De-icing chemicals that help keep roads free of ice and snow are having a chilling effect on vehicle bodies.
That’s the conclusion of a new AAA survey, which found that U.S. drivers paid $15.4 billion for rust damage caused by de-icing chemicals over the last five years. That’s approximately $3 billion a year.
AAA recommends that drivers – especially the 70 percent (150 million) who live in areas affected by snow and ice – take action to prevent dangerous rust-related vehicle damage to brake lines, fuel tanks, exhaust systems and other critical vehicle components.
“While the application of de-icing salts and solutions is critical to keeping our nation’s roadways safe every winter, it’s important that drivers pay attention to warning signs that their vehicle may be suffering from rust-related damage,” said John Nielsen, AAA’s managing director of automotive engineering and repair. “This can be much more than a cosmetic issue – it can also create serious safety issues for drivers by impacting brake lines, exhaust systems, fuel tanks and electrical connections.”
The increasing use of de-icing chemicals is also a good reason for collision repair facilities to use proper corrosion protection procedures when repairing collision-damaged vehicles. How long will your repair last? A shop, through all the best cycle time and best-laid plans, can be stopped dead in its tracks by comebacks, redos and the dreaded warranty. For more information on corrosion protection best practices, read Mitch Becker’s article, “Corrosion Protection: How Long Will Your Repair Last?” that appeared in the November 2013 issue of BodyShop Business.
AAA urges drivers who experience any of the following vehicle malfunctions to immediately move the vehicle off the road to a safe location and have it towed to a trusted repair facility:
- In-dash warning lights for brakes and other critical systems.
- A “spongey” or soft feeling when applying pressure to the brake pedal.
- An unusually loud exhaust sound or the smell of fumes in or around the vehicle.
- The prominent smell of gasoline or diesel fuel when the vehicle is parked or running.
In recent years, many state and local transportation departments have shifted from rock salt to liquid de-icers to combat ice and snow on the roadways.
These newer alternatives are more effective than traditional salt because they can be applied before a snowstorm, have a lower freezing point and melt ice and snow faster. However, these same characteristics can be even more damaging to vehicles, since the chemicals remain in liquid form longer and are more likely to coat components and seep into cracks and crevices where corrosion can accelerate.
“In the last five years, 22 million U.S. drivers have experienced rust damage to their cars due to salt and liquid de-icers,” Nielsen said. “In addition to the safety risk, repairs to fix these problems are often costly, averaging almost $500 per occurrence.”
While some rust damage is unavoidable, AAA advises drivers to take the following steps to reduce the possibility of vehicle damage:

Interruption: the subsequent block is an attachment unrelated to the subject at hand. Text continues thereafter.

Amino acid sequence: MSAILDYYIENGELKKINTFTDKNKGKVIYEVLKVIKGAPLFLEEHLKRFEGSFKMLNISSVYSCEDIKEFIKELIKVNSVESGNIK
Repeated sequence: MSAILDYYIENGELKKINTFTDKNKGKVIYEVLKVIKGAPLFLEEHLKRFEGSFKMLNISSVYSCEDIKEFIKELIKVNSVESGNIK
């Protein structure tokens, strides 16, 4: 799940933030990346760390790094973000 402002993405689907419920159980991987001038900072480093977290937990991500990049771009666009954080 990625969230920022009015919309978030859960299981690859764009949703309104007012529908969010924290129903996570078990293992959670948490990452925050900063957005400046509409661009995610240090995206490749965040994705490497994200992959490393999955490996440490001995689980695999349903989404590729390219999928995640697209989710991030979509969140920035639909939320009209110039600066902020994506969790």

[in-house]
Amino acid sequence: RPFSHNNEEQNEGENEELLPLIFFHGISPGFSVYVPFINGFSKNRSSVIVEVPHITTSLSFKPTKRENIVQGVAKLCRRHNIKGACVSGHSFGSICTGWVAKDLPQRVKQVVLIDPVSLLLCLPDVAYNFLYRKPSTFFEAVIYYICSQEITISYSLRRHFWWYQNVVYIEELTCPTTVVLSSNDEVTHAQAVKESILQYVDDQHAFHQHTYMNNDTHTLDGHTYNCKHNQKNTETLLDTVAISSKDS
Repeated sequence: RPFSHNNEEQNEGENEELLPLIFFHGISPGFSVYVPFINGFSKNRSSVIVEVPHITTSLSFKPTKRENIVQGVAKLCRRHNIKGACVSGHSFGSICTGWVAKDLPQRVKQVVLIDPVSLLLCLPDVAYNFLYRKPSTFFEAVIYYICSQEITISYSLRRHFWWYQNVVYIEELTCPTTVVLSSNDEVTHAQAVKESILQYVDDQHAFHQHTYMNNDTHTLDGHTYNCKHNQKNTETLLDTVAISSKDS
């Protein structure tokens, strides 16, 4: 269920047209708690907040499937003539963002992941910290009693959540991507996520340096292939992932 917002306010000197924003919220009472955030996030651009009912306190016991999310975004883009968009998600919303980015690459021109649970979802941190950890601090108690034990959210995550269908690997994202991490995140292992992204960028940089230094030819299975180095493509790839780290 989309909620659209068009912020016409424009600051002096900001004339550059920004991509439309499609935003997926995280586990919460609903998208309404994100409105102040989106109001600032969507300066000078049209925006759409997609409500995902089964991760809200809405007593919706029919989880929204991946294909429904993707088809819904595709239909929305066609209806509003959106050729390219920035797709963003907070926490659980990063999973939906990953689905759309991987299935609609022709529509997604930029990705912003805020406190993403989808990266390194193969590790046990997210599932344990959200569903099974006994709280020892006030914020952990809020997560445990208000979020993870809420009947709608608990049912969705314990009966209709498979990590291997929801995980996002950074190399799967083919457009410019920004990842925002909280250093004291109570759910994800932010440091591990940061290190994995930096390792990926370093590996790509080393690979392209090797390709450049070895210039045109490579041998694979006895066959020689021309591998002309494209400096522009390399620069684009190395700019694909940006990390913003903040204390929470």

- When possible, limit driving immediately before, during and after winter storms when salt and de-icing solutions are being applied and are at their highest concentrations.
- Frequently wash your vehicle, paying particular attention to the undercarriage. This will loosen, dissolve and neutralize road salts. Many drive-through car washes offer an undercarriage rinse as an option.
- Always use a high-quality car-wash solution, not a household dish detergent that will strip the wax from your vehicle.
- Repair any body damage and touch up paint scratches and chips that expose bare metal, which could lead to rust.
- Before the start of winter, thoroughly wash and clean your vehicle prior to the start of winter and apply a coat of wax to protect the finish.
- Give the entire vehicle and undercarriage one last cleaning in the spring. Any deposits left over from winter can continue to cause corrosion year-round if not properly removed.
Potholes Are the Pits
Pothole damage is another concern for drivers, as snow and ice melt and roadways begin to crumble.
A new AAA survey found that nearly 30 million U.S. drivers experienced pothole damage significant enough to require repair in 2016, with repair bills ranging from under $250 to more than $1,000.
To address the issue, AAA said it believes that more funding is needed to keep pace with critical repairs and ongoing maintenance of the nation’s roadways.
When pothole or rust damage occurs, it is imperative to choose a reputable repair facility. The AAA Approved Auto Repair (AAR) network includes nearly 7,000 facilities that have met AAA’s standards, including, certifications, technical training, cleanliness, insurance requirements, rigorous inspections and customer satisfaction.
AAA members are eligible for special benefits such as priority service, a 24-month/24,000-mile warranty, discounts, free inspections, dispute-resolution assistance and more. To locate an AAR shop in your area, visit AAA.com/AutoRepair.